The Talmud tells us that hosting wayfarers is a mitzvah for which a person is rewarded in this world and in the World to Come.1 Why is this relatively simple mitzvah (which is not even listed in the Torah as an obligation) given such a prominent place in Judaism? Does it not pale in comparison to, say, charity?

As challenging as charity is, hachnasat orchim (inviting people to stay at your home) is even harder. If money is personal, our home is hyper-personal.

Allowing someone to enter your space, your sanctuary, the place that you call home, is quite an ask. Giving them the opportunity to be privy to your secrets as they open the closets in your home and discover a skeleton or two (I always thought that he had no temper . . . Can you believe how messy the bedroom area is . . . The kids are not so well-behaved after all . . .) can be gut-wrenchingly vulnerable.

What does the Torah say about hospitality? We need look no further than this week’s Parshah.

The portion of Vayeira opens with Abraham lying at the entrance to his tent, which is on the main thoroughfare and has entrances on all sides to attract as many visitors as possible. Abraham is 99 years old, and he’s in great pain, as it is the third day (which we’re told is the most painful day) after his circumcision. G‑d has come over to the tent to perform the mitzvah of visiting the sick, bikur cholim. Imagine that—G‑d visiting Abraham at his sickbed!

Suddenly, Abraham spots three Arab nomads walking through the desert. It’s an unbearably hot day,2 Abraham is in tremendous pain, and he has the most Divine visitor . . . what should he do?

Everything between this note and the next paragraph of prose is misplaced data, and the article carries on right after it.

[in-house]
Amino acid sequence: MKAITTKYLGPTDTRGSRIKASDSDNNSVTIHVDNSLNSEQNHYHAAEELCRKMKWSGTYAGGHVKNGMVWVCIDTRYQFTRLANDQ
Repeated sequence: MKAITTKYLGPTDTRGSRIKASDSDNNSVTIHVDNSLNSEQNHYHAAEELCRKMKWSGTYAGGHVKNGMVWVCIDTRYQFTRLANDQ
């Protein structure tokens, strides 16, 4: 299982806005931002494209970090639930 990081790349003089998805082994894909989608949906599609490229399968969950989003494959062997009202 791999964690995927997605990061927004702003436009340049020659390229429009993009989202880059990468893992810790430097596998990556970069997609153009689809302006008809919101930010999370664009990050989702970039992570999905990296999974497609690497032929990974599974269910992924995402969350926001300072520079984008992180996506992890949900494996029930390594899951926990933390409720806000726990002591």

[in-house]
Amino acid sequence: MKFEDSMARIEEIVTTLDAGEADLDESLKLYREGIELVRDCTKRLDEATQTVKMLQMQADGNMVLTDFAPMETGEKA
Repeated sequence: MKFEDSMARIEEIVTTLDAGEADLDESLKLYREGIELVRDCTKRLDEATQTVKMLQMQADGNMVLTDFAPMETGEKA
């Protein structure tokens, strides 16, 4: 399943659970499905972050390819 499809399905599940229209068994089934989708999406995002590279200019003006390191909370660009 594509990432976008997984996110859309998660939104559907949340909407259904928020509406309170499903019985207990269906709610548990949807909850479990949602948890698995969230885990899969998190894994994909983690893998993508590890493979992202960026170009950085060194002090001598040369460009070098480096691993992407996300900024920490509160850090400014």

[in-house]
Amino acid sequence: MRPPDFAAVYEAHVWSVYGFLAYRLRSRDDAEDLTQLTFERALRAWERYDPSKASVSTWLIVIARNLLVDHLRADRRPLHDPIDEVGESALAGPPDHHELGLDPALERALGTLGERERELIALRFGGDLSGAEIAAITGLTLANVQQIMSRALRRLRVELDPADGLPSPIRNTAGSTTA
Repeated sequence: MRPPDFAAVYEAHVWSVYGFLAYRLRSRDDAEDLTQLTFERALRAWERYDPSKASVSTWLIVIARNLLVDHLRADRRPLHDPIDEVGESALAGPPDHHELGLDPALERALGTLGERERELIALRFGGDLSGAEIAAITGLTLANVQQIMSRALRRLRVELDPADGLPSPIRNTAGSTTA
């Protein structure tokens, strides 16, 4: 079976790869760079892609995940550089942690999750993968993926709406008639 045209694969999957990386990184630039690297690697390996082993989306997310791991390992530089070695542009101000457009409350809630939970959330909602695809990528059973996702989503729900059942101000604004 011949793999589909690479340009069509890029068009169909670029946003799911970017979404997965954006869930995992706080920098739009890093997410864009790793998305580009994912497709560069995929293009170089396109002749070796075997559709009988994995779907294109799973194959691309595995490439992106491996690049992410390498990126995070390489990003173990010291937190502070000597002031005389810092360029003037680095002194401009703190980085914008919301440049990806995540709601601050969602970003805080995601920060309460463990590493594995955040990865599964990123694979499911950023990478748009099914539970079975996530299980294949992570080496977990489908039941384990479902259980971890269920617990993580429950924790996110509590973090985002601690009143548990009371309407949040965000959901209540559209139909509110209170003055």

What would we do in this scenario? Look away and make believe as if we didn’t see the hungry travelers? Decide that talking to the Almighty is more important than greeting some pagans who deny His very existence?

Abraham had no such hesitations. He jumped up, ran out into the scorching heat and invited the three nomads (who were angels in disguise) to join him for a feast—never mind that he was in the middle of chatting with G‑d!

Thus, the Talmud concludes, “Welcoming guests is greater than greeting G‑d!”

In Jewish tradition, Abraham is the manifestation of kindness on earth. This story is but one example. Later in the Parshah, we learn that Abraham and Sarah opened a hotel, which they ran free of charge. They loved sharing not only their wealth but their home as well.

Bringing people into our space is one of the greatest forms of kindness. Bringing people into our space can be quite exposing and maybe even embarrassing, but it is one of the greatest forms of kindness and the epitome of sharing our bounty. The founders of monotheism dedicated their lives to this. It must be worth it.

From personal experience, I know that hosting is one of the most rewarding and satisfying mitzvahs we can do. Seeing the smile on people’s faces as they leave your home and hearing their words of gratitude is deeply rewarding. So what are you waiting for? Open your heart and open your home. The blessings are sure to follow.

Read: Jewish Hospitality